20 acoustic guitar playing frontmen
Anyone can plug in an electric and grab a crowd’s attention, but getting a room moving with an acoustic is an art all of its own.
It’s an art that Marcus Mumford, waistcoat-bothering strummer of public school folky types Mumford & Sons (who returned this week with second album Babel) has down pat, but he’s not the only one.
Rock and roll history is littered with front men who strapped on an acoustic to made the girls scream and the boys take notes. Here’s our look at twenty of best, with the guitars they played and a key song to cover…
Has an acoustic guitar ever looked as dangerous, or as downright desirable, as when the King first claimed his crown in the mid ‘50s? The template for every acoustic-slinging hip-swinging frontman ever since, Elvis was the first and, arguably, the best.
The guitar: Elvis broke through playing a battered Martin D-18 that he’d pounded the life out of and decorated with a set of stick-on letters.
Key cover: That’s Alright, released in the summer of 1954, is 1:57 of acoustic-driven alchemy. He did a great version at the ’68 Comeback Special too…
John Lennon (The Beatles)
When the world caught its first glimpse of John Lennon in 1962, he was wearing his round-shouldered Gibson. Hoisted up almost to his chin, Lennon’s distinctive approach to the acoustic was to colour many of The Beatles biggest hits.
The guitar: The Gibson J160E will forever be associated with The Beatles, and was played by both George and John.
Key cover: Julia, from 1968’s The Beatles (also known as The White Album) is full of interesting chords as well as being a beautiful song.
Noel Gallagher (Noel Gallagher's High Flying Birds)
Ever since the earliest days of Oasis, Noel has been prone to perching on a stool and belting out a couple of tunes without the rest of the band. It’s a habit that he’s carried through to his post-Oasis project, Noel Gallagher’s High Flying birds.
The guitar: Nowadays, Noel is using a Martin D-28, although in the past he was particularly fond of Gibson J200s.
Key cover: Almost any of Oasis’ early b-sides sound fantastic on an acoustic, but for something a bit more current, What A Life from 2011’s self-titled album is a peach.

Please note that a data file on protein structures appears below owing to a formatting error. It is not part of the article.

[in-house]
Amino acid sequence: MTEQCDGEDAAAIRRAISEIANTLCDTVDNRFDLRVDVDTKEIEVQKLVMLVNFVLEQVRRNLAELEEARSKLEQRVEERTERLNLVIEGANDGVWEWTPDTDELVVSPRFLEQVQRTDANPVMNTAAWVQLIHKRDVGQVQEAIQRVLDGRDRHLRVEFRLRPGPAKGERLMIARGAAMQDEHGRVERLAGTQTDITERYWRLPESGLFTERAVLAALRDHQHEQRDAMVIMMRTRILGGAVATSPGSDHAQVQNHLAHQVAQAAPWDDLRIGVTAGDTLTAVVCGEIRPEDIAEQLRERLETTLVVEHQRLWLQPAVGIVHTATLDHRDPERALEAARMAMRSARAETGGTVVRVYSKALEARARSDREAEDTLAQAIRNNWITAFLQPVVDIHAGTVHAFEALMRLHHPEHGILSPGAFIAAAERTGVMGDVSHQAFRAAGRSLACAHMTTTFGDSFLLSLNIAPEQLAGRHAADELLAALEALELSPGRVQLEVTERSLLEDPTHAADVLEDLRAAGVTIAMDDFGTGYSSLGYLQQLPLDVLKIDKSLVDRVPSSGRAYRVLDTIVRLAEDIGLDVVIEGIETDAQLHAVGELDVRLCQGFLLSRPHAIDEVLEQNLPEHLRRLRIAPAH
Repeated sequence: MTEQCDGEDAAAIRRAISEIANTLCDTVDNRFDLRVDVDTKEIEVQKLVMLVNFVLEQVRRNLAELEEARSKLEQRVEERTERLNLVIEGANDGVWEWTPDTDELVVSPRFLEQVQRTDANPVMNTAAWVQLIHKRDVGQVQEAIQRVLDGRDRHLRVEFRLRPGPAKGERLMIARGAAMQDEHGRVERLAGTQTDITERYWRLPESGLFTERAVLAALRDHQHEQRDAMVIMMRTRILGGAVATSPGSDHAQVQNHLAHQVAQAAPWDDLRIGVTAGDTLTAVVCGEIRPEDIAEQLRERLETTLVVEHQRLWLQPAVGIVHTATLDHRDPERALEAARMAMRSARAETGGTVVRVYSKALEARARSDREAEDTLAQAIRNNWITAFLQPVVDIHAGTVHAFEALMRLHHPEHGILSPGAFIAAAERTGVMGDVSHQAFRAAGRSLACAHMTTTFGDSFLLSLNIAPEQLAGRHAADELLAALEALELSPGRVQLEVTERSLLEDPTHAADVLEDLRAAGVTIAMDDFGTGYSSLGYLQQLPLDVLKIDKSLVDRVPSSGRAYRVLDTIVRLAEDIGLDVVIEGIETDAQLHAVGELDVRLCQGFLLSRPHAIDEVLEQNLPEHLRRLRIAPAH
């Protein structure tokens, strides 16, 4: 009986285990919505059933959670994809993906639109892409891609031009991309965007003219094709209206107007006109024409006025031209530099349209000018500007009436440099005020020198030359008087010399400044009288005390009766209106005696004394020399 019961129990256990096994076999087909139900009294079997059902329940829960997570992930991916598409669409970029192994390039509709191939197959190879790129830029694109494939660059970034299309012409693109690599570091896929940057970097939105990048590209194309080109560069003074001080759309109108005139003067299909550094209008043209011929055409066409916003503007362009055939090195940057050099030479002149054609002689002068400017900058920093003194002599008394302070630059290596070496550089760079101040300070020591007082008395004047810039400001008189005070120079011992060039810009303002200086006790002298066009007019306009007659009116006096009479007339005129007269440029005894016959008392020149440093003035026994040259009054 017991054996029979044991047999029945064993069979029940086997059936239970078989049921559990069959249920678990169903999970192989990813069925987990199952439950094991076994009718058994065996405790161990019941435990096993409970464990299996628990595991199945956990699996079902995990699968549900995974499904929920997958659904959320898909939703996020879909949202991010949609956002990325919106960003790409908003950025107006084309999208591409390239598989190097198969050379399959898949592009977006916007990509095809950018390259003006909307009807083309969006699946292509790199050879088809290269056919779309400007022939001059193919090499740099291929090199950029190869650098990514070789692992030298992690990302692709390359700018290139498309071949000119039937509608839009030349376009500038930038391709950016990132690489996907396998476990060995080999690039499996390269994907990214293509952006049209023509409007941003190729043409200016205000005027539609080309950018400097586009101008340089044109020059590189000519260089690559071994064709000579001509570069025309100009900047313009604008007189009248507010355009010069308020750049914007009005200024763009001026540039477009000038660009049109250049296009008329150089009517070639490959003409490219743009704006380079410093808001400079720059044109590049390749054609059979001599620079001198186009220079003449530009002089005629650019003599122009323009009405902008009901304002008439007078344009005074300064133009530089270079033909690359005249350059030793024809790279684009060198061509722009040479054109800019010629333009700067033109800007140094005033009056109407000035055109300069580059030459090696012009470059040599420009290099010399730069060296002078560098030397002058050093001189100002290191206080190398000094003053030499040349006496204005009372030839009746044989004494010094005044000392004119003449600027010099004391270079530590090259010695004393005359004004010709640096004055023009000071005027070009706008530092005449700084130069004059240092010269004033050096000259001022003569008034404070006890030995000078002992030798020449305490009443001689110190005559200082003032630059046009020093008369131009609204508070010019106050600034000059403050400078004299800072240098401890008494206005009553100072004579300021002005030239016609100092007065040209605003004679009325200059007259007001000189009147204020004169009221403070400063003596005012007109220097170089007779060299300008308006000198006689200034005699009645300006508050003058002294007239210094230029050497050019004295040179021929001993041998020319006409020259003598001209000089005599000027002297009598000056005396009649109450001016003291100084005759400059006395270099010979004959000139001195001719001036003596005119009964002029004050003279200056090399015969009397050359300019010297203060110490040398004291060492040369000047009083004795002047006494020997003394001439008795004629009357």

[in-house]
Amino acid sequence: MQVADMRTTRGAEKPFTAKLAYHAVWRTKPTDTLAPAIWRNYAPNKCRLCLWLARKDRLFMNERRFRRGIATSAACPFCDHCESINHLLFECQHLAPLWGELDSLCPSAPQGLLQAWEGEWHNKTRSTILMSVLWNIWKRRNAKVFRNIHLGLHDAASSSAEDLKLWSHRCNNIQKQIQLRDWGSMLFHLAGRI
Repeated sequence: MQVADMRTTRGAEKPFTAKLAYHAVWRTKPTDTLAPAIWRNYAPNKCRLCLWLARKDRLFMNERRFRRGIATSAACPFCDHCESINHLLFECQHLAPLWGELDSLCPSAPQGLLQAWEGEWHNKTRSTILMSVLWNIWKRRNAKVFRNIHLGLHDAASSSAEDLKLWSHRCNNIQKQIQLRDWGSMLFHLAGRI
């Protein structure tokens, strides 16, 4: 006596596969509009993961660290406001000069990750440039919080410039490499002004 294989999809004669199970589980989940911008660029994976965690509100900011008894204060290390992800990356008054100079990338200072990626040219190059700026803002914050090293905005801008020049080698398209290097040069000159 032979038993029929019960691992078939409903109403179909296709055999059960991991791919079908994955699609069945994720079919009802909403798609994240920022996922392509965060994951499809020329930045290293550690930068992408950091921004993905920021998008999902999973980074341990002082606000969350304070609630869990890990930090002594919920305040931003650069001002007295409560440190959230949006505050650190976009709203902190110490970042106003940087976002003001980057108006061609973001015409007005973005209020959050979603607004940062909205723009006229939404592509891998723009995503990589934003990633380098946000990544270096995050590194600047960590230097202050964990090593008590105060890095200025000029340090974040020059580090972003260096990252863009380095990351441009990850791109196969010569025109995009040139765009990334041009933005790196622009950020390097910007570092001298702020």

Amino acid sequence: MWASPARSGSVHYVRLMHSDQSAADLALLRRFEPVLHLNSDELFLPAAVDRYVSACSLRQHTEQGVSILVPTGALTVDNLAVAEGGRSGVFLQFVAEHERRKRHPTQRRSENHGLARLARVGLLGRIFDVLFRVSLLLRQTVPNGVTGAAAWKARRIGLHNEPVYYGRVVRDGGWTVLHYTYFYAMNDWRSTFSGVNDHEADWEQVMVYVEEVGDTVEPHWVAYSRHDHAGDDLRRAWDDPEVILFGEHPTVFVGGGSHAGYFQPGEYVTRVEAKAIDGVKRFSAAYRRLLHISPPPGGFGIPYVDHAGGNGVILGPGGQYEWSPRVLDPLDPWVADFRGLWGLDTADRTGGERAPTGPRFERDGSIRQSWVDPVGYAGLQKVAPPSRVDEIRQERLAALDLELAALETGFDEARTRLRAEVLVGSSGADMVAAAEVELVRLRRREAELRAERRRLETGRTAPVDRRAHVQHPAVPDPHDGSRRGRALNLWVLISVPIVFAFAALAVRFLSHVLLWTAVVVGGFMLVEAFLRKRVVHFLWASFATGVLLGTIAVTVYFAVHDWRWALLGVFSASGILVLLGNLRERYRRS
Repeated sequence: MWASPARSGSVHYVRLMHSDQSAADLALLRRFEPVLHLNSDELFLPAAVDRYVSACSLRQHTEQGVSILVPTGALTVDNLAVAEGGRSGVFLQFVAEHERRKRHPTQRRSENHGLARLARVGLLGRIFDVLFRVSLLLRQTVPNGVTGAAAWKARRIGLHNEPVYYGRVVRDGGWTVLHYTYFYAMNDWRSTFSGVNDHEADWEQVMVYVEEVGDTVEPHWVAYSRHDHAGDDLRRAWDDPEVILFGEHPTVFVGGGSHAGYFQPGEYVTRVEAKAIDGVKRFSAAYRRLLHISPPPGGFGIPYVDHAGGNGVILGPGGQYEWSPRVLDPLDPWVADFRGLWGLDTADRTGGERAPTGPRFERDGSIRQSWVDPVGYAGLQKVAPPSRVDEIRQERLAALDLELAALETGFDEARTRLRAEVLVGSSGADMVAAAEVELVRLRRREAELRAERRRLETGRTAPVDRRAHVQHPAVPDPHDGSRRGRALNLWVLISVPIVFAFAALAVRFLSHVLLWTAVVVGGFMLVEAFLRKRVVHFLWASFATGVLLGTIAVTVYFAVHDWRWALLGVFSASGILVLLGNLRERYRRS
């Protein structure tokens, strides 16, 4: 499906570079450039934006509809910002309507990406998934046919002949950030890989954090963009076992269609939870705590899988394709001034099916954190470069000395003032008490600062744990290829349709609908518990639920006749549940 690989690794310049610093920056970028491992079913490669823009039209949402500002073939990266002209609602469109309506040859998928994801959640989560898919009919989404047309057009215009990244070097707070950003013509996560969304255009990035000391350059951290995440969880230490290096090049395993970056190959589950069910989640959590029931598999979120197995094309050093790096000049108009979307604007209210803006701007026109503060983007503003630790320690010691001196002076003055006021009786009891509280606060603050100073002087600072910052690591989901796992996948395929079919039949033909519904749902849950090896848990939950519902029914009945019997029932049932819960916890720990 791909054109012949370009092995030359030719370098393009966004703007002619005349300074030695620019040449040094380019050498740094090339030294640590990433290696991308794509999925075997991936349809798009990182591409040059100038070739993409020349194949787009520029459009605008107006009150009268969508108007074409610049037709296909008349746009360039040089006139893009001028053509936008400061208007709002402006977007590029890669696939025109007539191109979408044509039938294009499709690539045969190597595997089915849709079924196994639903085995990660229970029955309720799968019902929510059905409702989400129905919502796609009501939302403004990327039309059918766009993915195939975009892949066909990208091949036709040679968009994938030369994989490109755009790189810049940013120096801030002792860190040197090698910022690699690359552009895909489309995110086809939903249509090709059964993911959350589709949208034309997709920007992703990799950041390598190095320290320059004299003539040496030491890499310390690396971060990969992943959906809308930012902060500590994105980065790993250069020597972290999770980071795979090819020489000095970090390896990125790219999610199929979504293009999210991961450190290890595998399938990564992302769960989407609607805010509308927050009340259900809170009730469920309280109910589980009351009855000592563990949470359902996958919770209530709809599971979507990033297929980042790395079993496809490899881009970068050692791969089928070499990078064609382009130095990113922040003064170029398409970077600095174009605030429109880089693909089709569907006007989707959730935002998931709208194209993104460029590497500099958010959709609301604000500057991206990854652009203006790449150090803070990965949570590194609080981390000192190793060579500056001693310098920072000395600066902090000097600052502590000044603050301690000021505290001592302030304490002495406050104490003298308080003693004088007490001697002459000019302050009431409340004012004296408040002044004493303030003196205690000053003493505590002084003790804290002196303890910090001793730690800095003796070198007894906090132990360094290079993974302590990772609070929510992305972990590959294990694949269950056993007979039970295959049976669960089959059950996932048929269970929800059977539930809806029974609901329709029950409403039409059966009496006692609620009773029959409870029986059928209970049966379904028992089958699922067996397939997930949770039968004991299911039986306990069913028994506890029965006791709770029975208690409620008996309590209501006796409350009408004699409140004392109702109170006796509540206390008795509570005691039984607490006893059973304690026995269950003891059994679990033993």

Dave Grohl (Foo Fighters)
Few rockers have had the longevity of Dave Grohl, and even fewer can convincingly make an acoustic guitar look like an authentic weapon of mass destruction. Foo Fighters fans the world over will attest to Big Dave’s skills with a well-deployed solo stum-a-thon.
The guitar: Unarguably the sexiest acoustic in Grohl’s arsenal is his black Gibson Elvis Dove.
Key cover: There are some fantastic unplugged Foos performances online, although none really beat Everlong, from 1997’s The Colour And The Shape. Drop D tuning is your friend here…
The Man In Black knew how a thing or two about making a guitar move. His early recordings with the Tennessee Two are testament to his inimitable ‘freight train’ style, a sound that served him well through his career.
The guitar: Generally a Martin man who favoured D-28s, Cash had his fair share of Gibsons, and also had a custom Martin D-35.
Key cover: Get Rhythm (1956) is perhaps the finest example of Cash’s raw talent in its early days, and a great song to practice that shuffling sound.
After proving he had chops on the electric guitar during his tenure with Buffalo Springfield, Neil Young went on to show off his formidable acoustic talents both in his solo career and with Crosby, Stills, Nash and Young.
The guitar: Young owns one of Hank Williams’ guitars, an old Martin D-28, which he still regularly plays.
Key cover: While both Heart Of Gold and The Needle And The Damage Done from Harvest (1972) are both open mic night regulars, try out Tell Me Why from After The Gold Rush (1970).
Jeff Tweedy (Wilco)
The mercurial frontman of arguably one of the greatest American bands of recent years, the mighty Wilco, Tweedy is no stranger to the acoustic guitar, have begun his career with alt-country heroes Uncle Tupelo.
The guitar: Tweedy has been strumming away on a custom Breedlove Revival Series 000-R Deluxe Custom for some years now.
Key cover: Say you Miss Me, from Being There (1996) works well stripped back to a lone singer on an acoustic.
West London’s finest, Elvis Costello has been showing us all how it’s done since he first tore up the charts in 1977. Often to be found wielding an acoustic, it’s no surprise that one of the greatest living songwriters is fond of the odd strum.
The guitar: Generally to be found playing a Gibson, he’s also had his own Century Of Progress limited edition signature model.
Key cover: Blame It On Cain, from flawless 1977 debut My Aim Is True, is arguably even more powerful played unplugged.
Ray Davies (The Kinks)
While Muswell Hill’s finest export are probably best known for giving birth to distortion in early single You Really Got Me, many of their greatest records featured Ray Davies on an acoustic.
The guitar: In the ‘60s Davies played an eyecatching Fender acoustic, but these days is more often found sporting a bowl-backed Ovation.